Paralympics opening ceremony is an 'uncompromising' triumph
Professor Stephen Hawking narrates three-hour science spectacular topped off by Ian Dury's Spasticus Autisticus
THE LONDON 2012 Paralympics were officially opened by the Queen last night in a spectacular ceremony featuring Professor Stephen Hawking and actor Sir Ian McKellen, and the arrival of the Paralympic flame by zipwire
There wasn't a spare seat in the Olympic Stadium as 80,000 spectators listened to Games organiser Sebastian Coe say, "Prepare to be inspired, prepare to be dazzled, prepare to be moved," in anticipation of 11 days of competition involving 4,200 competitors from 164 countries.
The Paralympic flag was carried into the stadium by the British under-22 wheelchair basketball team before the Queen – minus Daniel Craig and the corgis this time around - declared the Games officially underway. It was the culmination of a three-hour gala that organisers wanted to be "both spectacular and deeply human".
The BBC commented that there were similarities between the Olympics opening ceremony and the Paralympics' version, "with roles for Shakespeare's Tempest and Tom Heatherwick's cauldron, as well as royals, flags and a parade of elite athletes", but that last night's festival "was more nuanced in its celebration of elite sport. A celebration of diversity. But no less of a celebration for that".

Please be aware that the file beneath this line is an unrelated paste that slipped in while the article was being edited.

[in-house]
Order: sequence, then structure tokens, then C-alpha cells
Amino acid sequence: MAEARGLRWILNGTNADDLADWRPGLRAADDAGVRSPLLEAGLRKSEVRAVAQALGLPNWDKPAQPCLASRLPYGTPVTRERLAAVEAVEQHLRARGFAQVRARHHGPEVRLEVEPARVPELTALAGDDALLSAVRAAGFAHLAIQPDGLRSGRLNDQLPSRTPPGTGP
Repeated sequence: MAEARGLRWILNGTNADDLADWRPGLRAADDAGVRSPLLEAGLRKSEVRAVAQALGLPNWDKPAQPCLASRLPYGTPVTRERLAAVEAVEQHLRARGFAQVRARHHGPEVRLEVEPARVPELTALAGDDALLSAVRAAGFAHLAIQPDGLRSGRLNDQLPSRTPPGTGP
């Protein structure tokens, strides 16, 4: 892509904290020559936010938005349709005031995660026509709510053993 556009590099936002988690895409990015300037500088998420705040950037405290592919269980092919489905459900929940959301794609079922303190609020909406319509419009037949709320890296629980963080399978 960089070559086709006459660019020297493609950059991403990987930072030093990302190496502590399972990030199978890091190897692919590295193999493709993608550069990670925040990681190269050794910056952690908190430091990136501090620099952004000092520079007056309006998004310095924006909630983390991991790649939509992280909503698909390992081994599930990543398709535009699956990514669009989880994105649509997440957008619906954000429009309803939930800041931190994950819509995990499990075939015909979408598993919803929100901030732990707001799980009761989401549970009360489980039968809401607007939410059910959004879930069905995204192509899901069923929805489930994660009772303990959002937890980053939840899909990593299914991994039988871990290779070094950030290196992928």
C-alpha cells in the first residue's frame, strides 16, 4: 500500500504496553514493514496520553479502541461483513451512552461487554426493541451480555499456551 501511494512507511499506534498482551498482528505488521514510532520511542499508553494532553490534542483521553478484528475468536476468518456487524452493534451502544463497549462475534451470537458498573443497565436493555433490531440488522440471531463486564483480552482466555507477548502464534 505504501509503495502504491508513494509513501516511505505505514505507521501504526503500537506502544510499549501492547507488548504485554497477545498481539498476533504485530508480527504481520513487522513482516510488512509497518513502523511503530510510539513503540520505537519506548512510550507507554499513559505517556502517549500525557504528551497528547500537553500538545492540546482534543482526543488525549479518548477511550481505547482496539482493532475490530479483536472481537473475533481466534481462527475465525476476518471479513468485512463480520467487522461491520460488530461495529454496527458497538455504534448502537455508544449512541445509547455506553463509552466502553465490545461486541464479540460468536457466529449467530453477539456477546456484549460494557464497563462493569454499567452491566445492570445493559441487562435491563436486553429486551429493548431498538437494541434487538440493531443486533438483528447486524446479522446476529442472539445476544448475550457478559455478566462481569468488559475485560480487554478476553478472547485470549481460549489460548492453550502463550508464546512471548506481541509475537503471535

The Daily Telegraph made much of Professor Hawking's role as the ceremony's narrator, quipping that it must have been the "brightest, busiest lecture he can ever have conducted".
The aim of Bradley Hemmings and Jenny Sealey, the ceremony's artistic directors, wasn't to imitate Danny Boyle's Olympic opening by telling the story of Great Britain, added the Telegraph. "Their reach was wider, the aim to triumph in the human spirit, celebrate the possibilities that lie within us all. This is what the ceremony was trying to do: point out that the limits of endeavour are merely territory as yet unexplored."
The Guardian said that the theme of the evening was enlightenment and the ceremony "cast the spotlight on the role of science in helping to change social attitudes" towards the disabled.
The "uncompromising climax" of the ceremony, explained the paper, was a performance of Ian Dury's Spasticus Autisticus by members of the Graeae Theatre during which a giant recreation of Marc Quinn's sculpture of a naked disabled mother appeared in the centre of the stadium, all of which "left no doubt about why we were here – and about how far we have come since Ludwig Guttmann, the Silesian neurosurgeon who arrived in England as a refugee from Hitler, identified the possibility of using sport to aid the recovery of paralysed servicemen and women who had previously been considered beyond salvation".
The Independent approved of the way in which the Paralympic flame was delivered into the stadium by Joe Townsend, who lost both his legs after stepping on a landmine in Afghanistan. Hailing the moment as "a stunning finale", the paper described how the Royal Marine Commando "hurtled into the stadium on a zip wire from the 376-foot-tall Orbit tower overlooking the Paralympic venue". The honour of lighting the cauldron belonged to 84-year-old former archer Margaret Maughan, winner of Britain's first ever Paralympics gold medal at Rome in 1960.
The evening, concluded the Independent, was "a triumphant celebration of humankind's ability to overcome seemingly impossible odds, in a ceremony aiming to alter the world's perception of disability". ·